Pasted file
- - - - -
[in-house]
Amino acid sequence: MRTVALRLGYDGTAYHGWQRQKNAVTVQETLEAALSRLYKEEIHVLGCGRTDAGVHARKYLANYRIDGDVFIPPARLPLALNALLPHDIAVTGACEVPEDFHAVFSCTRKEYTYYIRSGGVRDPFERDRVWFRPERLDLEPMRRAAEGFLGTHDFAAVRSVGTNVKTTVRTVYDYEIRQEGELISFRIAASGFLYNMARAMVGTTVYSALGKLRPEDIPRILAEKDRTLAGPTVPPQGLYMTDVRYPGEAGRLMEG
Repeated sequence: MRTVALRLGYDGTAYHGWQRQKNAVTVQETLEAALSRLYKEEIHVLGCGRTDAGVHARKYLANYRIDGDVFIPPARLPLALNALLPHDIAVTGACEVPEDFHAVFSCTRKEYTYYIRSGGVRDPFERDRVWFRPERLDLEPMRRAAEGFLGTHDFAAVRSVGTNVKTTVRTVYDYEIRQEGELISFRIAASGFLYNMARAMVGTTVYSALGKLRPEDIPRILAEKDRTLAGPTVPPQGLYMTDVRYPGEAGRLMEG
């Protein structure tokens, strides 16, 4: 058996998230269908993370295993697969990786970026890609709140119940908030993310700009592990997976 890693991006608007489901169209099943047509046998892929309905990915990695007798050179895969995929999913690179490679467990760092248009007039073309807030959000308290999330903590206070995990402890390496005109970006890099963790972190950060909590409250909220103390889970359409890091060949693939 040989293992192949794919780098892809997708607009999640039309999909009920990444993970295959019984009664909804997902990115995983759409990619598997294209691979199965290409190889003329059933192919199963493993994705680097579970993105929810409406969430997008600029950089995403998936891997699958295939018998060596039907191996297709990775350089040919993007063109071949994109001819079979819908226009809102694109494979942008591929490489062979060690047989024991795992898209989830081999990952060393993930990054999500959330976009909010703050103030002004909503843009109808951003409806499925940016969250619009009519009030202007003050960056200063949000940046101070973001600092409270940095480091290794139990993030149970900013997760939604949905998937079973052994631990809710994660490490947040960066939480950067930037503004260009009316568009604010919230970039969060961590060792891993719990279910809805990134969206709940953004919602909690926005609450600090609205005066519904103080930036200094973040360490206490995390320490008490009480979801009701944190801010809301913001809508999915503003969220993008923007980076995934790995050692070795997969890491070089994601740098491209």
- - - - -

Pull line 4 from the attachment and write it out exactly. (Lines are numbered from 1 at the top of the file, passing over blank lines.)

């Protein structure tokens, strides 16, 4: 058996998230269908993370295993697969990786970026890609709140119940908030993310700009592990997976 890693991006608007489901169209099943047509046998892929309905990915990695007798050179895969995929999913690179490679467990760092248009007039073309807030959000308290999330903590206070995990402890390496005109970006890099963790972190950060909590409250909220103390889970359409890091060949693939 040989293992192949794919780098892809997708607009999640039309999909009920990444993970295959019984009664909804997902990115995983759409990619598997294209691979199965290409190889003329059933192919199963493993994705680097579970993105929810409406969430997008600029950089995403998936891997699958295939018998060596039907191996297709990775350089040919993007063109071949994109001819079979819908226009809102694109494979942008591929490489062979060690047989024991795992898209989830081999990952060393993930990054999500959330976009909010703050103030002004909503843009109808951003409806499925940016969250619009009519009030202007003050960056200063949000940046101070973001600092409270940095480091290794139990993030149970900013997760939604949905998937079973052994631990809710994660490490947040960066939480950067930037503004260009009316568009604010919230970039969060961590060792891993719990279910809805990134969206709940953004919602909690926005609450600090609205005066519904103080930036200094973040360490206490995390320490008490009480979801009701944190801010809301913001809508999915503003969220993008923007980076995934790995050692070795997969890491070089994601740098491209």